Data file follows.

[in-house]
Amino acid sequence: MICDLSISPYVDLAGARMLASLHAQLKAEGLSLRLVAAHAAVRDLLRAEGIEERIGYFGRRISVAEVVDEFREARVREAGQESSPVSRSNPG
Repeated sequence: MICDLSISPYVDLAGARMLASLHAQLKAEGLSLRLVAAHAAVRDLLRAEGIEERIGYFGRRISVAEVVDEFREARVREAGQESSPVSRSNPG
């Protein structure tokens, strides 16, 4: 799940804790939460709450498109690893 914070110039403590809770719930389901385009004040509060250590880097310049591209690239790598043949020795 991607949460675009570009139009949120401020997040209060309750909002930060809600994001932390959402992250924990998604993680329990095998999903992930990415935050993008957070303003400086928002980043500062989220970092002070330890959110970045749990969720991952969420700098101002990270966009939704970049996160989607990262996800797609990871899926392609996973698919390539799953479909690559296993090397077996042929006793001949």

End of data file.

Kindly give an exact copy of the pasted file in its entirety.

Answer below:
[in-house]
Amino acid sequence: MICDLSISPYVDLAGARMLASLHAQLKAEGLSLRLVAAHAAVRDLLRAEGIEERIGYFGRRISVAEVVDEFREARVREAGQESSPVSRSNPG
Repeated sequence: MICDLSISPYVDLAGARMLASLHAQLKAEGLSLRLVAAHAAVRDLLRAEGIEERIGYFGRRISVAEVVDEFREARVREAGQESSPVSRSNPG
């Protein structure tokens, strides 16, 4: 799940804790939460709450498109690893 914070110039403590809770719930389901385009004040509060250590880097310049591209690239790598043949020795 991607949460675009570009139009949120401020997040209060309750909002930060809600994001932390959402992250924990998604993680329990095998999903992930990415935050993008957070303003400086928002980043500062989220970092002070330890959110970045749990969720991952969420700098101002990270966009939704970049996160989607990262996800797609990871899926392609996973698919390539799953479909690559296993090397077996042929006793001949």